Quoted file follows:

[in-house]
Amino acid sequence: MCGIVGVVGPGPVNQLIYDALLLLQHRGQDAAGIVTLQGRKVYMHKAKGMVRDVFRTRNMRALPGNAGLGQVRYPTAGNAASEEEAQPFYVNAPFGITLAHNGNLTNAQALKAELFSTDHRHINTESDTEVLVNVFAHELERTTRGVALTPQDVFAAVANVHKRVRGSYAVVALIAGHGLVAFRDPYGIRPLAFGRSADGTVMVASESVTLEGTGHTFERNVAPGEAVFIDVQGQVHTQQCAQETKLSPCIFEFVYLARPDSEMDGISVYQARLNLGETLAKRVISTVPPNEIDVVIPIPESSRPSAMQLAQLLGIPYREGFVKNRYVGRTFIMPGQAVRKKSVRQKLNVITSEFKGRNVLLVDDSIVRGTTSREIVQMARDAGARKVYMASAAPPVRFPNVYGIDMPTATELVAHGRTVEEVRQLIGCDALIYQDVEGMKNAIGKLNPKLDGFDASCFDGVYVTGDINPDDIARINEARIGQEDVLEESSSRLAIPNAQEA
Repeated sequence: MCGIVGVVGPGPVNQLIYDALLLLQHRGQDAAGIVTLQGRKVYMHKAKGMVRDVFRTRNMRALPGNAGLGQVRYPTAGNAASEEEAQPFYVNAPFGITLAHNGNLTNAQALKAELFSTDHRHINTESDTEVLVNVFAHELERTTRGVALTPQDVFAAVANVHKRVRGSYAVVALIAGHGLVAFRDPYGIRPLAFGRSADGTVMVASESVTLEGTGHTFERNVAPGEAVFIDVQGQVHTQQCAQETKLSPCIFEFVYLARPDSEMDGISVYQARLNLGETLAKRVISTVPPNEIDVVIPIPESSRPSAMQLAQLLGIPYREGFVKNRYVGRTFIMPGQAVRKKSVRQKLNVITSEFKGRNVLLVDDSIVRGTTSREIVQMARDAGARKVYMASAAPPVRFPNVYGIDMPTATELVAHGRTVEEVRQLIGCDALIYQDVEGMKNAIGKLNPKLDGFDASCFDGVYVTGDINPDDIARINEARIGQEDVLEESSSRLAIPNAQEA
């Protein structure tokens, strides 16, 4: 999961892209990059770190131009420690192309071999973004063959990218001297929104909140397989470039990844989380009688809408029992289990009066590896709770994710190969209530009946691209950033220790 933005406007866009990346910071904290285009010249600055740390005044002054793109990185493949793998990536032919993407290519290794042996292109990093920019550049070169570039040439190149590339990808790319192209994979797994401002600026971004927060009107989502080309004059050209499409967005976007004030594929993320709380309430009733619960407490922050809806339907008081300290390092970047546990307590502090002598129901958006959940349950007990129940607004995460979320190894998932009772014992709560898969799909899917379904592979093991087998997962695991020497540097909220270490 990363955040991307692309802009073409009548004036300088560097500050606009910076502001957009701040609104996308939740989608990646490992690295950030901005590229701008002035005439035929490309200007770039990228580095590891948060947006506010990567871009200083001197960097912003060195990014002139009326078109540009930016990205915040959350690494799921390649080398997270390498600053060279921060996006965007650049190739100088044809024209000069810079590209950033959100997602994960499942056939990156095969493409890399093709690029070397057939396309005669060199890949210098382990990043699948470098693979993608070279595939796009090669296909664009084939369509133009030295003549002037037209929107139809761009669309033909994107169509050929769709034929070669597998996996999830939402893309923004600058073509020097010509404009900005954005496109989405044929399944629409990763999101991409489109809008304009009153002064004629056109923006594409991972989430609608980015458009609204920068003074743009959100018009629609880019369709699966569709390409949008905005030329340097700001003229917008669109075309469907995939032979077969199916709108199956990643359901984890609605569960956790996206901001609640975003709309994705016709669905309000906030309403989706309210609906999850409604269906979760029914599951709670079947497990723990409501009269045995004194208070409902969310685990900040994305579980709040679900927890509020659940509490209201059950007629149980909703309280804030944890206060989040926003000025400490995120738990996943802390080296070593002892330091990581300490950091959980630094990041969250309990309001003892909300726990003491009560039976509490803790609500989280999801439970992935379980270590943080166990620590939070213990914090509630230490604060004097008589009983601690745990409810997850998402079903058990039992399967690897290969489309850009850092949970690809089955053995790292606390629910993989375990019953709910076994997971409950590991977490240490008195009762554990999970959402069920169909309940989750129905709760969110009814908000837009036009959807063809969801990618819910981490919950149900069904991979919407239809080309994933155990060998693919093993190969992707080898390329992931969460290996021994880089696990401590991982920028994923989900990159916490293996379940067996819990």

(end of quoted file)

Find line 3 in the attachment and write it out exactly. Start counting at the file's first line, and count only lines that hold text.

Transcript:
Repeated sequence: MCGIVGVVGPGPVNQLIYDALLLLQHRGQDAAGIVTLQGRKVYMHKAKGMVRDVFRTRNMRALPGNAGLGQVRYPTAGNAASEEEAQPFYVNAPFGITLAHNGNLTNAQALKAELFSTDHRHINTESDTEVLVNVFAHELERTTRGVALTPQDVFAAVANVHKRVRGSYAVVALIAGHGLVAFRDPYGIRPLAFGRSADGTVMVASESVTLEGTGHTFERNVAPGEAVFIDVQGQVHTQQCAQETKLSPCIFEFVYLARPDSEMDGISVYQARLNLGETLAKRVISTVPPNEIDVVIPIPESSRPSAMQLAQLLGIPYREGFVKNRYVGRTFIMPGQAVRKKSVRQKLNVITSEFKGRNVLLVDDSIVRGTTSREIVQMARDAGARKVYMASAAPPVRFPNVYGIDMPTATELVAHGRTVEEVRQLIGCDALIYQDVEGMKNAIGKLNPKLDGFDASCFDGVYVTGDINPDDIARINEARIGQEDVLEESSSRLAIPNAQEA